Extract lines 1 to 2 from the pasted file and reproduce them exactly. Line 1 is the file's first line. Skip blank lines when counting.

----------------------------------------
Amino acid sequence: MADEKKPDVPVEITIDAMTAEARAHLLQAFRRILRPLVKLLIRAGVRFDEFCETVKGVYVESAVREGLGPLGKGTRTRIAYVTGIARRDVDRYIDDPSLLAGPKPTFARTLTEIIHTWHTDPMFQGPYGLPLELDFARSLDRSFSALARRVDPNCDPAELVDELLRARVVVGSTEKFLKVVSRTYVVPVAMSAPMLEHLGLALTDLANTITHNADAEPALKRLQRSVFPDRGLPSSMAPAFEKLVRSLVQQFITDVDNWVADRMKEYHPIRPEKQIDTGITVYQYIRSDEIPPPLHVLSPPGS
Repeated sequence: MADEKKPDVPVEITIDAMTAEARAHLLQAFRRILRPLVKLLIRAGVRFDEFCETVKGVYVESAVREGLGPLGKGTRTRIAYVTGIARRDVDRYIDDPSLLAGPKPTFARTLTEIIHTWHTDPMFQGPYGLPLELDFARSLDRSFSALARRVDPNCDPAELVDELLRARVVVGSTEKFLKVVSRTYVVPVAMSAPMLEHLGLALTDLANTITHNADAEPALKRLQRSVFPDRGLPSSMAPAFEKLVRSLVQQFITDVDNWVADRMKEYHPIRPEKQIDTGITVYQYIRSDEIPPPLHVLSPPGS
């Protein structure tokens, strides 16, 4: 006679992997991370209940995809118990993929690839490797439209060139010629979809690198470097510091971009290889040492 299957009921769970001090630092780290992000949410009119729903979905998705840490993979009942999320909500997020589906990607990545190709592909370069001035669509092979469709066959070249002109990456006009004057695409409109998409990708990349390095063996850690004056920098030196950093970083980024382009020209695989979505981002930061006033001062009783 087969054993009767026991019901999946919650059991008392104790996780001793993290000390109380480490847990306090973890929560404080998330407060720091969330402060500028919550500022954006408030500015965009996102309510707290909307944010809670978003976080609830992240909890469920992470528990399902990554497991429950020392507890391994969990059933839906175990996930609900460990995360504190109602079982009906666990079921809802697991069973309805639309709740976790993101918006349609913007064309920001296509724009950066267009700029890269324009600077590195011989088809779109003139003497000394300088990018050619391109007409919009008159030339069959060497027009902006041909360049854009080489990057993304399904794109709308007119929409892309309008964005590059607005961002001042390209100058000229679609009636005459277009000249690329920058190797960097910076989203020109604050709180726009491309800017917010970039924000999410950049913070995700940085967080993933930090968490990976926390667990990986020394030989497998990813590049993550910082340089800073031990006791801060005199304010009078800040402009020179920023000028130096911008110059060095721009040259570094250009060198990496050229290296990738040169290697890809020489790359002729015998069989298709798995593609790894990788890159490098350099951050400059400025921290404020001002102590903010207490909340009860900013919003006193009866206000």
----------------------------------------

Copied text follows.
Amino acid sequence: MADEKKPDVPVEITIDAMTAEARAHLLQAFRRILRPLVKLLIRAGVRFDEFCETVKGVYVESAVREGLGPLGKGTRTRIAYVTGIARRDVDRYIDDPSLLAGPKPTFARTLTEIIHTWHTDPMFQGPYGLPLELDFARSLDRSFSALARRVDPNCDPAELVDELLRARVVVGSTEKFLKVVSRTYVVPVAMSAPMLEHLGLALTDLANTITHNADAEPALKRLQRSVFPDRGLPSSMAPAFEKLVRSLVQQFITDVDNWVADRMKEYHPIRPEKQIDTGITVYQYIRSDEIPPPLHVLSPPGS
Repeated sequence: MADEKKPDVPVEITIDAMTAEARAHLLQAFRRILRPLVKLLIRAGVRFDEFCETVKGVYVESAVREGLGPLGKGTRTRIAYVTGIARRDVDRYIDDPSLLAGPKPTFARTLTEIIHTWHTDPMFQGPYGLPLELDFARSLDRSFSALARRVDPNCDPAELVDELLRARVVVGSTEKFLKVVSRTYVVPVAMSAPMLEHLGLALTDLANTITHNADAEPALKRLQRSVFPDRGLPSSMAPAFEKLVRSLVQQFITDVDNWVADRMKEYHPIRPEKQIDTGITVYQYIRSDEIPPPLHVLSPPGS